380.615.01 | AY 2013-2014 - 2nd Term | 3 Credit(s)
MW 10:30:00 AM
  • Contact Information
  • Course Learning Objectives
    Students will be able to: 1. Describe major sources of national and international data on population demographics , health status, health service coverage and utilization; 2. Describe the basic critical features of population health data sets, including those that reflect strengths and limitations; 3. Locate, assess, and interpret on-line secondary data; 4. Use extant public data sources in answering basic policy and practice questions.
  • Course Description

    Presents population-based extant data from both international and domestic data sets and policy/practice issues. Introduces application of population data to address policy and practice concerns to enable students to investigate the health of newborns, children, adolescents, women, men, immigrants and the elderly. Presents material in an interactive manner that allows students to acquire fundamental knowledge and familiarity of extant population-based data for future professional application.

  • Intended Audience

    Master's level or doctoral level students.

  • Methods of Assessment

    Grading Policy: Class participation; Three data related short assignments; and One final written project summarizing data about population, policy or practice question

    Grading Restrictions: Letter grade

  • Prerequisites


  • Academic Ethics Code

    The code, discussed in the Policy and Procedure Memorandum for Students, March 31, 2002, will be adhered to in this class:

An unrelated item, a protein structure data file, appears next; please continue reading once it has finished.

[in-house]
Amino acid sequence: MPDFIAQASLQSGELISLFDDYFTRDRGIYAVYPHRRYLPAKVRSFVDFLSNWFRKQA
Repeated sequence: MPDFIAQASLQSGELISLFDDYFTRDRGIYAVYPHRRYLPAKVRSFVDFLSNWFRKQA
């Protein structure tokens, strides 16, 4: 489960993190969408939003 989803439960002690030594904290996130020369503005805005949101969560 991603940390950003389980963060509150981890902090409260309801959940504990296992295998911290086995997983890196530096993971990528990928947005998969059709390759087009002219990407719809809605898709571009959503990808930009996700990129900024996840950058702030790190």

Students enrolled in the Bloomberg School of Public Health of The Johns Hopkins University assume an obligation to conduct themselves in a manner appropriate to the University's mission as an institution of higher education. A student is obligated to refrain from acts which he or she knows, or under the circumstances has reason to know, impair the academic integrity of the University. Violations of academic integrity include, but are not limited to: cheating; plagiarism; knowingly furnishing false information to any agent of the University for inclusion in the academic record; violation of the rights and welfare of animal or human subjects in research; and misconduct as a member of either School or University committees or recognized groups or organizations.

  • Disability Support Services

    If you are a student with a documented disability who requires an academic accommodation, please contact Betty H. Addison in the Office of Student Life Services:, 410-955-3034, or 2017 E. Monument Street.